H2H

Share this post


Link to post
Share on other sites

Does the contractor invoice its actual direct and indirect costs during the Task Order period of performance, or does it invoice according to the direct labor rate and indirect rate "caps" that the proposal funding was established upon?

Share this post


Link to post
Share on other sites

Contractors shall: Notify the Contracting Officer before incurring direct labor rates in excess of those proposed in response to the task order RFQ...

I see nothing unreasonable in a contracting officer telling a contractor working under a cost-reimbursement contract not to use labor on a job that earns more than a certain rate without first getting the contracting officer's approval. There is no conflict with FAR 31.205-6. Help -- your approach to that cost principle is absurd.

And I cannot believe that any contractor with its head screwed on properly would object to such an instruction or do anything other than put the customer on notice of any potential performance implications.

And having given such an instruction and having ensured that it was received and understood, and having received no strenuous objection from the contractor, I see nothing unreasonable in the contracting officer refusing to compensate the contractor for the difference between the base rate and the higher rate on grounds of unreasonableness if the contractor were to fail to comply. And I do not believe that any board or court would overrule the contracting officers determination in that regard. What could be more unreasonable than to ignore such a straightforward instruction from the contracting officer?

I can think of no grounds for the contractor to strenuously object. It's a cost-reimbursement contract. It need only make its best effort. It's the customer's money. Why object? If it were to appear that higher priced labor were necessary, then all the contractor need do is tell the CO, provide rationale, and let him or her decide whether or not to spend the money.

The idea that such a stance by a contracting officer is a sign of distrust and will lead to litigation strikes me as ridiculous. Ridiculous. This is not a matter of trust. It is a matter of control over expenditure. It's as simple as that.

Share this post


Link to post
Share on other sites

Does the contractor invoice its actual direct and indirect costs during the Task Order period of performance, or does it invoice according to the direct labor rate and indirect rate "caps" that the proposal funding was established upon?

JAG51,

This is the kind of question you need to ask the CO.

Share this post


Link to post
Share on other sites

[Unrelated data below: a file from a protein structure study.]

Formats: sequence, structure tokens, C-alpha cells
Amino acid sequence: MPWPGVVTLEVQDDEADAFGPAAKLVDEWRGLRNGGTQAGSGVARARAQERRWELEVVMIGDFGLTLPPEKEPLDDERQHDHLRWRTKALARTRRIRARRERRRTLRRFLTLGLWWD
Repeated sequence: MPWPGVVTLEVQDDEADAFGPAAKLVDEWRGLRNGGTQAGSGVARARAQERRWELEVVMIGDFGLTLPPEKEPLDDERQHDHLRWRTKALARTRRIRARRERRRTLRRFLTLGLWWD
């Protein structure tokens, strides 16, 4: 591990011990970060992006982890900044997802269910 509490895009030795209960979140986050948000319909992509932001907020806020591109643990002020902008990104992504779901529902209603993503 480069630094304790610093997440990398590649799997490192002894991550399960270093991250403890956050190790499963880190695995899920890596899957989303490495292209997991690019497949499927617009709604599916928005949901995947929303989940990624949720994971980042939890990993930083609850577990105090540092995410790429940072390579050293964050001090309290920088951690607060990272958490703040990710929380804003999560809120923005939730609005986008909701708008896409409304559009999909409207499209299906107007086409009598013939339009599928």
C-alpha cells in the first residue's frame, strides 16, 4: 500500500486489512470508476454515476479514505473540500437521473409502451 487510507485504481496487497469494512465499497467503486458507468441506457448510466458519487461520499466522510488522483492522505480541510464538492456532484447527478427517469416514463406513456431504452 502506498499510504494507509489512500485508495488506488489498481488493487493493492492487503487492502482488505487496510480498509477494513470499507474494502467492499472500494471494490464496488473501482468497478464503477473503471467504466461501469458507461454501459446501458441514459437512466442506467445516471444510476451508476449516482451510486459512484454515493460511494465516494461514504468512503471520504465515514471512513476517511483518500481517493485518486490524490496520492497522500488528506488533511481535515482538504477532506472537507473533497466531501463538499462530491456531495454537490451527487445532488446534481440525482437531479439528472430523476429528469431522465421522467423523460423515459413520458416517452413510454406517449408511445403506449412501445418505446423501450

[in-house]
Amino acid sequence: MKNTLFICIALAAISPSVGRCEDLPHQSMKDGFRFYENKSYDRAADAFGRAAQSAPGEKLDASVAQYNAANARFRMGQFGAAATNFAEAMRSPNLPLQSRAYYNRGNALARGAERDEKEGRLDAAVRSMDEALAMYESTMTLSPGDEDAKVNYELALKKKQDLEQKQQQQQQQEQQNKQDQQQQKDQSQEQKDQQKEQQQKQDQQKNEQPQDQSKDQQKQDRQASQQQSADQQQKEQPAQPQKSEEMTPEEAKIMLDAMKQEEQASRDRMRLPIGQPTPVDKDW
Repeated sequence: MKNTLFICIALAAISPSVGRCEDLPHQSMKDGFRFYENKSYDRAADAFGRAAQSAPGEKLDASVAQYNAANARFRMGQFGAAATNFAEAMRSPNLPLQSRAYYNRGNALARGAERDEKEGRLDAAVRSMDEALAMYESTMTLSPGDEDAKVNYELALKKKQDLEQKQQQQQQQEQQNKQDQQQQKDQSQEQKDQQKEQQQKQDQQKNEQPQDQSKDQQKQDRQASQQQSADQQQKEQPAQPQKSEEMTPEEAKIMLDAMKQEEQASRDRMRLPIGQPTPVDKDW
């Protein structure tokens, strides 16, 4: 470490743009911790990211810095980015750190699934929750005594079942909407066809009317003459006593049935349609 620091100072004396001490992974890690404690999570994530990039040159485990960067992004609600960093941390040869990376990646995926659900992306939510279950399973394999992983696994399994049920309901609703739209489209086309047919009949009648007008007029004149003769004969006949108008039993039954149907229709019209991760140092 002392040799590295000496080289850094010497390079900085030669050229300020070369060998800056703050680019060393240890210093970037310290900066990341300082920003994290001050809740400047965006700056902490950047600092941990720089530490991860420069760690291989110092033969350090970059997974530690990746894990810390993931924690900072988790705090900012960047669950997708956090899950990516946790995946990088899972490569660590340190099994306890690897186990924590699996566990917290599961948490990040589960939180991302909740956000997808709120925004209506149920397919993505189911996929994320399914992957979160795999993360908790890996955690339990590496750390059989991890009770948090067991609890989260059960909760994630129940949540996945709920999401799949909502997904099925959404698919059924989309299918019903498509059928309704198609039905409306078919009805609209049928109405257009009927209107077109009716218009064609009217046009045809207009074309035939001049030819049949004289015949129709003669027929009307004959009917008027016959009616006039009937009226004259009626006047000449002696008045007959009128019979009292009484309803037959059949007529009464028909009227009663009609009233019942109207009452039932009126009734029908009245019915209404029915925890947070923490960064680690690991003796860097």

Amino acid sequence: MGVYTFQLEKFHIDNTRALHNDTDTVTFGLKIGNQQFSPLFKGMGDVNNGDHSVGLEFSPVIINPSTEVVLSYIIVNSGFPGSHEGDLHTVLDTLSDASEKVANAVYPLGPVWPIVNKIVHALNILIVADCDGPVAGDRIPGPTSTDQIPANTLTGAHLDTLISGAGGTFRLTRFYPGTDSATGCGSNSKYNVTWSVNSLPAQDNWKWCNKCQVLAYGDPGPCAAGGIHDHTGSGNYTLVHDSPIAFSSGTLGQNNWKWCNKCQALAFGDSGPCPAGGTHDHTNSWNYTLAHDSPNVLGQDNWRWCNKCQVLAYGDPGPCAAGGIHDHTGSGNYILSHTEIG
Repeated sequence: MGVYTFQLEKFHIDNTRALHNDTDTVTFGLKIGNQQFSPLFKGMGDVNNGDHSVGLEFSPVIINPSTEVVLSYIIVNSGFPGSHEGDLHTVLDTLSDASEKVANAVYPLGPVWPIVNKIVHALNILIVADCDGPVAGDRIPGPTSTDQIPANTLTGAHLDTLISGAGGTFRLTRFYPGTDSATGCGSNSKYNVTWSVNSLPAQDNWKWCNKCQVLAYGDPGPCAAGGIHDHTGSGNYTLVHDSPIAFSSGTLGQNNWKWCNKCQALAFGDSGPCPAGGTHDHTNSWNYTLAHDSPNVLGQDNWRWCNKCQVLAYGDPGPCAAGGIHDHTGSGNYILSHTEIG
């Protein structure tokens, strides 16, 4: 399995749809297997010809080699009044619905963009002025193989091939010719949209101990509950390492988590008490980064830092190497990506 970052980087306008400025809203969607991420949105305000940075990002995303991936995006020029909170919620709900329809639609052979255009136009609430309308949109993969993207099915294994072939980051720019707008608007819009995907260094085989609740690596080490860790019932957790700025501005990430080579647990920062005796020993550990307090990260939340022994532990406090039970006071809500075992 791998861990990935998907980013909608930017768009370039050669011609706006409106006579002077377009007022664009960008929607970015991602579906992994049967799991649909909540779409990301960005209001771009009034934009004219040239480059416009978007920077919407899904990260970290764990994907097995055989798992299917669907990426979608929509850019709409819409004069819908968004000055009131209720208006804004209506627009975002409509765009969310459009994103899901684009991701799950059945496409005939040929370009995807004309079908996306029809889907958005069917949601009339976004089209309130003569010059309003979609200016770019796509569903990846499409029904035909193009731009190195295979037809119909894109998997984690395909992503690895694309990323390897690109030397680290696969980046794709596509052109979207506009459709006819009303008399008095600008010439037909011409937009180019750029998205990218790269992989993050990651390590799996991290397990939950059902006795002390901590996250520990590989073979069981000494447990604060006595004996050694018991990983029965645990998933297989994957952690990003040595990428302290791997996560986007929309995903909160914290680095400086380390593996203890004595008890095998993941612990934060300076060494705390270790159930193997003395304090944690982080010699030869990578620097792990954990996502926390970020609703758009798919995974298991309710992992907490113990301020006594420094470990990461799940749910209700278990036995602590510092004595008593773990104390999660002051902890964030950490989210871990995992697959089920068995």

Don, I don't see where those terms for task orders, as stated, are necessarily outside the bounds of a CPFF contract. The KO is telling the contractors that he/she expects that they will propose realistic labor rates for yaks orders that are similar to what the government expects to pay and that the contractor is expected to manage task orders. The contractor is expected to notify the government before paying higher labor rates and should justify why that is reasonable and necessary and what is the value provided for paying more than the government's expected cost. It is also expected to advise the KO how it plans to mitigate the added expense. The KO is being proactive as opposed to being reactive.

joel,

If you're saying that, by entering into a CPFF contract, the contractor has implicitly agreed to the administrative burden that the CO wants to impose under this task order, I would have to disagree. I believe such specific terms should be contained in the basic IDIQ contract.

Share this post


Link to post
Share on other sites

See Cost-Reimbursement Contracting 3d ed., by Cibinic and Nash, pp. 23 - 24:

The unique risk-allocation provisions of cost-reimbursement contracts permit the Government a great deal of flexibility by writing a broad work statement and directing the contractor to achieve the desired results during performance of the work. This flexibility is not present in fixed-price contracts.... The contracting officer has greater leeway in a cost-reimbursement situation, primarily because the contractor is generally reimbursed for costs that it incurs in following the Government's direction.... Thus, cost-reimbursement contractors do not usually raise strenuous objections when requested to comply with the wishes of Government officials.

In a very real sense, the instruction to not use labor that is paid more than a specific rate with CO approval is technical direction from the CO. The CO did not say that the contractor must use whatever labor is necessary, but that he won't pay more than the originally proposed rates. He said not to use more highly paid labor without first getting his approval. That's very different. It's very similar to requiring advance approval before incurring overtime costs. The CO must balance the government's demands, and he must be reasonable. He cannot require the contractor to do work that requires more highly skilled and paid workers and then refuse to approve their use and to pay the otherwise reasonable bill.

Share this post


Link to post
Share on other sites
Guest
This topic is now closed to further replies.

×